On improved funding of higher education, the minister said government would continue to increase budgetary allocation to the sector in addition to intervention by the Tertiary Education Trust (TETFund) as well as encouraging higher education institutions to explore other sources of funding. He added that government would also encourage private sector participation in the funding of research and other activities in higher education institutions.
According to him, government would work assiduously towards improving teaching-learning facilities and infrastructure in all the tertiary institutions, polytechnics inclusive, disclosing that the reports of the Needs Assessment commissioned by the government to determine the current and projected infrastructural needs of tertiary sector, are currently receiving the attention of the government.
“Government will vigorously implement the recommendations of the Needs Assessment on the provision of teaching, learning and research equipment and facilities as a step towards improving quality and expanding access to higher education,” he said.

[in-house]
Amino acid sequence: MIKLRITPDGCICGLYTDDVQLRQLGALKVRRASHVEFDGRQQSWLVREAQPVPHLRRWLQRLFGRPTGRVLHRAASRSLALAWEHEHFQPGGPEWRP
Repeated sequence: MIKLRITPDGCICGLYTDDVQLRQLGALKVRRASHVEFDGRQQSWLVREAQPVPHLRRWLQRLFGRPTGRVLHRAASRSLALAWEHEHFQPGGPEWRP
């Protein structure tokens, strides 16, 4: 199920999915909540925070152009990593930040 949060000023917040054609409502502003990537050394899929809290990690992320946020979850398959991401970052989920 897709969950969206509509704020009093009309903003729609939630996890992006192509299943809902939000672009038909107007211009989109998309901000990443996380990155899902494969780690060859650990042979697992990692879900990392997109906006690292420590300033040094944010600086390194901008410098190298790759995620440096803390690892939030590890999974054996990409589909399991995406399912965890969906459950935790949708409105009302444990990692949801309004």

On the removal of dichotomy between the Higher National Diploma (HND) and First Degree obtained from polytechnics and universities respectively, it was gathered that the first discreet attempt was the harmonisation of the Joint Admissions and Matriculation (JAMB) cut-off mark for 2016/2017 admissions in all tertiary institutions in the country, which was set at 180.
Minister of Education, Malam Adamu, actually set the tone for this harmonisation when in his speech delivered at the 2016 Combined Policy Meeting on JAMB admissions, proposed the 180 for all the higher institutions including universities, polytechnics, colleges of education and was adopted by the meeting the minimum benchmark for admissions.
In the past, the cut-off point for universities was 180 while that of polytechnics and colleges oscillated between 140 and 150. Critics of this disparity felt that the Federal Government has ab initio dignified universities over other tertiary institutions. Adamu, was said to have considered that the first attempt remove the dichotomy was to bridge the entry qualification while other issues in terms of academic staff among others are gradually being worked on.